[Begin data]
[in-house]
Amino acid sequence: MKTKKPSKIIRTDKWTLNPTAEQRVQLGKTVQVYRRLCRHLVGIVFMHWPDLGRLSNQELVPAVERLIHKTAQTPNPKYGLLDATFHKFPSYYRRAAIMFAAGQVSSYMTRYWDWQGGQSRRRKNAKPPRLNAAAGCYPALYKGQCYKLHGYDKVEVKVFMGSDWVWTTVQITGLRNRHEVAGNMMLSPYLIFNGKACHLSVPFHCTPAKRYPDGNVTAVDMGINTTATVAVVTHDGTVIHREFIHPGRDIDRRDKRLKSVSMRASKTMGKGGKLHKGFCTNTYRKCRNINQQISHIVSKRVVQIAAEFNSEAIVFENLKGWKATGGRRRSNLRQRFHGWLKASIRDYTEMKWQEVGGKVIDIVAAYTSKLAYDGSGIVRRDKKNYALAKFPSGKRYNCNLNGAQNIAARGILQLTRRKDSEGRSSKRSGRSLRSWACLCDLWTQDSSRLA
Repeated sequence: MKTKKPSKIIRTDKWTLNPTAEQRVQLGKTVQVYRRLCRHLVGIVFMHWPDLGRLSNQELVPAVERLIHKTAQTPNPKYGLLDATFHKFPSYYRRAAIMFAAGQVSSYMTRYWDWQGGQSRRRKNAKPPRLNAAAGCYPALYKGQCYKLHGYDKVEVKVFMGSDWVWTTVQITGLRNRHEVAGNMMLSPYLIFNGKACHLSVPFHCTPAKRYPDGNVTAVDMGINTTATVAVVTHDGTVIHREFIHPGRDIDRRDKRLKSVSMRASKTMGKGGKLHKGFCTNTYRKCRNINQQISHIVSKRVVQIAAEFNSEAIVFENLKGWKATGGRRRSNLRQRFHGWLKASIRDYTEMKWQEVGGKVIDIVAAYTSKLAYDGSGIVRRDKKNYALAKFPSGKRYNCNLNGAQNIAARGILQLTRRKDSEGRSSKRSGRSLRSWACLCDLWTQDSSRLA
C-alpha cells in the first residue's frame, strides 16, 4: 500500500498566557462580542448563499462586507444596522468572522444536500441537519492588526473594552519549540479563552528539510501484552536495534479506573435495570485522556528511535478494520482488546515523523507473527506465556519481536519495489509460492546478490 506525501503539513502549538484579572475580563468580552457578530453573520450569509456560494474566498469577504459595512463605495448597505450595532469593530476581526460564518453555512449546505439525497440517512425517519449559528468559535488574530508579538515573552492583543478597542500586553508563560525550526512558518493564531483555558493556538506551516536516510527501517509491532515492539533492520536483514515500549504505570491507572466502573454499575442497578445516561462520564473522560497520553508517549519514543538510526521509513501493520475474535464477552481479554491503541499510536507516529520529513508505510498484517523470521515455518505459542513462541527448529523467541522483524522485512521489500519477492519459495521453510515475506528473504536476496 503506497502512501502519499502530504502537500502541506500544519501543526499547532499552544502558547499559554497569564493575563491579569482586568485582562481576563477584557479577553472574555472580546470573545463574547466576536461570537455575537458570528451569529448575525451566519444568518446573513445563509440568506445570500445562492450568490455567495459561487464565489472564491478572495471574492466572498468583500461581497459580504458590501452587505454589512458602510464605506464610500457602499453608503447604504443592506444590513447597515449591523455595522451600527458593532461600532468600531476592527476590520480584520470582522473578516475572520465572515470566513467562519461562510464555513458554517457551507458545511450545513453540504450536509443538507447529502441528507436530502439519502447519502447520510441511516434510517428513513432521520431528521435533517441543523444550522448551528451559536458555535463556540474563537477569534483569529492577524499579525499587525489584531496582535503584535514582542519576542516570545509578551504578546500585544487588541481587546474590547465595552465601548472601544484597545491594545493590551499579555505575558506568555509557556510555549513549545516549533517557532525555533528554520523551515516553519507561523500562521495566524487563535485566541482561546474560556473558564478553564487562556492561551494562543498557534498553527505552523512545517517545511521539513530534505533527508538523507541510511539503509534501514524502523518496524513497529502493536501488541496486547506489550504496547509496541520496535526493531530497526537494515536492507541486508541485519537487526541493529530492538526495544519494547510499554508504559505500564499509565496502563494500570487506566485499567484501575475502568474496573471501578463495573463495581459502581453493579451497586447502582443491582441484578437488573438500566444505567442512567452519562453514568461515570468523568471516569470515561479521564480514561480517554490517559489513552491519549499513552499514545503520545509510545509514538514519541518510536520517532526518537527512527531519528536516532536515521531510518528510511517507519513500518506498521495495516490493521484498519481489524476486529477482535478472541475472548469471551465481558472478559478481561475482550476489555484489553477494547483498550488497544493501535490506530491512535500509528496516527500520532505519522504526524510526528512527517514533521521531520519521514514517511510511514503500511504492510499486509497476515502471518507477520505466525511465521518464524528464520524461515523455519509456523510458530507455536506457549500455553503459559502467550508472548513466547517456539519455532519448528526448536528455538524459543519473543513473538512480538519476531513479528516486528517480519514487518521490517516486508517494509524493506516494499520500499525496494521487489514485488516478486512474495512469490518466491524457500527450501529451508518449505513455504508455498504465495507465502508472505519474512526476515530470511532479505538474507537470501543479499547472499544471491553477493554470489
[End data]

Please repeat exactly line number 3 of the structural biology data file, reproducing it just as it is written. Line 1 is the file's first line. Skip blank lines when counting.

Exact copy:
Repeated sequence: MKTKKPSKIIRTDKWTLNPTAEQRVQLGKTVQVYRRLCRHLVGIVFMHWPDLGRLSNQELVPAVERLIHKTAQTPNPKYGLLDATFHKFPSYYRRAAIMFAAGQVSSYMTRYWDWQGGQSRRRKNAKPPRLNAAAGCYPALYKGQCYKLHGYDKVEVKVFMGSDWVWTTVQITGLRNRHEVAGNMMLSPYLIFNGKACHLSVPFHCTPAKRYPDGNVTAVDMGINTTATVAVVTHDGTVIHREFIHPGRDIDRRDKRLKSVSMRASKTMGKGGKLHKGFCTNTYRKCRNINQQISHIVSKRVVQIAAEFNSEAIVFENLKGWKATGGRRRSNLRQRFHGWLKASIRDYTEMKWQEVGGKVIDIVAAYTSKLAYDGSGIVRRDKKNYALAKFPSGKRYNCNLNGAQNIAARGILQLTRRKDSEGRSSKRSGRSLRSWACLCDLWTQDSSRLA